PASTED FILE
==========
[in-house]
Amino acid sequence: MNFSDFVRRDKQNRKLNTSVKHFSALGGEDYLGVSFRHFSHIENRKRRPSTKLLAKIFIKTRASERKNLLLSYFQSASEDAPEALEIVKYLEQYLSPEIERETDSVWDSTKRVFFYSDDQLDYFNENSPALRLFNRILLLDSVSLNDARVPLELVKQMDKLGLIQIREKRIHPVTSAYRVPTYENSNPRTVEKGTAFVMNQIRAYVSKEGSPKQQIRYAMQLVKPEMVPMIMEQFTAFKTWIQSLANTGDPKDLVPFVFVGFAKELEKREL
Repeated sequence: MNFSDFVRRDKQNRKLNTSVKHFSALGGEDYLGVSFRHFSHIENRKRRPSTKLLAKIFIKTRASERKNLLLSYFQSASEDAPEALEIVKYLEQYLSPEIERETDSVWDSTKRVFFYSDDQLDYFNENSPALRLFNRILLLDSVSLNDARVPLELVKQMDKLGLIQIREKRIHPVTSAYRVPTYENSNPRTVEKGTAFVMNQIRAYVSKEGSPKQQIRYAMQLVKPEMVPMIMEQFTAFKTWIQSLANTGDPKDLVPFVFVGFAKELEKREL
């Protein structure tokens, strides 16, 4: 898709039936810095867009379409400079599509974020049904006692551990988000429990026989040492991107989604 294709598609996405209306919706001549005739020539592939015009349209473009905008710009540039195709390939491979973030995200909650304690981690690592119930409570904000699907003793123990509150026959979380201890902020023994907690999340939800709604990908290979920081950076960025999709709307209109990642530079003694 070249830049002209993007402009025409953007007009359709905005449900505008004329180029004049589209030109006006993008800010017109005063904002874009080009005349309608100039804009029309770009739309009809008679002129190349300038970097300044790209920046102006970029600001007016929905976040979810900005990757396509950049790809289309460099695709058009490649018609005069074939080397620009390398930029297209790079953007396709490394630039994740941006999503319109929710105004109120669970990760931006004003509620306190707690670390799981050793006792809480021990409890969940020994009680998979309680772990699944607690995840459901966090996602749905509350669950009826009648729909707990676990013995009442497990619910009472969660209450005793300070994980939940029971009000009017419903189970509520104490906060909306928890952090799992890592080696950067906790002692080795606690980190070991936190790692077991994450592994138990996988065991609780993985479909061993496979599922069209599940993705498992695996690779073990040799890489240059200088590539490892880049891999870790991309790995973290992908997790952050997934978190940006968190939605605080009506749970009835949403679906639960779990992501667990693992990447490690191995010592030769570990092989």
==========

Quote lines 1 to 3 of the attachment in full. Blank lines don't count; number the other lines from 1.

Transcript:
[in-house]
Amino acid sequence: MNFSDFVRRDKQNRKLNTSVKHFSALGGEDYLGVSFRHFSHIENRKRRPSTKLLAKIFIKTRASERKNLLLSYFQSASEDAPEALEIVKYLEQYLSPEIERETDSVWDSTKRVFFYSDDQLDYFNENSPALRLFNRILLLDSVSLNDARVPLELVKQMDKLGLIQIREKRIHPVTSAYRVPTYENSNPRTVEKGTAFVMNQIRAYVSKEGSPKQQIRYAMQLVKPEMVPMIMEQFTAFKTWIQSLANTGDPKDLVPFVFVGFAKELEKREL
Repeated sequence: MNFSDFVRRDKQNRKLNTSVKHFSALGGEDYLGVSFRHFSHIENRKRRPSTKLLAKIFIKTRASERKNLLLSYFQSASEDAPEALEIVKYLEQYLSPEIERETDSVWDSTKRVFFYSDDQLDYFNENSPALRLFNRILLLDSVSLNDARVPLELVKQMDKLGLIQIREKRIHPVTSAYRVPTYENSNPRTVEKGTAFVMNQIRAYVSKEGSPKQQIRYAMQLVKPEMVPMIMEQFTAFKTWIQSLANTGDPKDLVPFVFVGFAKELEKREL